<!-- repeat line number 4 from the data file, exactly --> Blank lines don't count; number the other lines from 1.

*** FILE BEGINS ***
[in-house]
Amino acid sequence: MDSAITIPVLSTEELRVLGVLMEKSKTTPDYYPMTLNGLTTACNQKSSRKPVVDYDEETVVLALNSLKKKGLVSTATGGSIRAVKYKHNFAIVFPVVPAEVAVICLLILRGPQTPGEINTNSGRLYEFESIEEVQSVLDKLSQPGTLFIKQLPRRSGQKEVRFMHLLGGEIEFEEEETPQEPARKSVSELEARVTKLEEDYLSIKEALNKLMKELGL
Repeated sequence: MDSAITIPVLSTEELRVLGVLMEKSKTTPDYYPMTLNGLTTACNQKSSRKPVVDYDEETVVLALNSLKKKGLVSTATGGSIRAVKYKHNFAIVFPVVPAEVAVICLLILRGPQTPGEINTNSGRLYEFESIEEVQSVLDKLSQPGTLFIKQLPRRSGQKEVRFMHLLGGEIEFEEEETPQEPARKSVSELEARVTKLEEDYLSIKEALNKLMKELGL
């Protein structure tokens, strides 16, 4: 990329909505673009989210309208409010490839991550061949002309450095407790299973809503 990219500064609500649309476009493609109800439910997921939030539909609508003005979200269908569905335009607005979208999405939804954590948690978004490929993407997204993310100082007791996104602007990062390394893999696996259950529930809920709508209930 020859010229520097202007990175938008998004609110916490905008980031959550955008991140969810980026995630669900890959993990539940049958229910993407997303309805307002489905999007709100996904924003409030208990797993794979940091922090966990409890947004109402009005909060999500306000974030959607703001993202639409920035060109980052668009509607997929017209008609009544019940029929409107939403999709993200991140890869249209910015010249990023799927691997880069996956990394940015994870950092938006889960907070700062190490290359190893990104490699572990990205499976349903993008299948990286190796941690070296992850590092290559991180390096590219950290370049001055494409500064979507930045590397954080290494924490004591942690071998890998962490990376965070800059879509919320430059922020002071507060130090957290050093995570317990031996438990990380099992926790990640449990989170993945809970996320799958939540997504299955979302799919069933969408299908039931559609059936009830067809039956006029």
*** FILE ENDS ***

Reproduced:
């Protein structure tokens, strides 16, 4: 990329909505673009989210309208409010490839991550061949002309450095407790299973809503 990219500064609500649309476009493609109800439910997921939030539909609508003005979200269908569905335009607005979208999405939804954590948690978004490929993407997204993310100082007791996104602007990062390394893999696996259950529930809920709508209930 020859010229520097202007990175938008998004609110916490905008980031959550955008991140969810980026995630669900890959993990539940049958229910993407997303309805307002489905999007709100996904924003409030208990797993794979940091922090966990409890947004109402009005909060999500306000974030959607703001993202639409920035060109980052668009509607997929017209008609009544019940029929409107939403999709993200991140890869249209910015010249990023799927691997880069996956990394940015994870950092938006889960907070700062190490290359190893990104490699572990990205499976349903993008299948990286190796941690070296992850590092290559991180390096590219950290370049001055494409500064979507930045590397954080290494924490004591942690071998890998962490990376965070800059879509919320430059922020002071507060130090957290050093995570317990031996438990990380099992926790990640449990989170993945809970996320799958939540997504299955979302799919069933969408299908039931559609059936009830067809039956006029």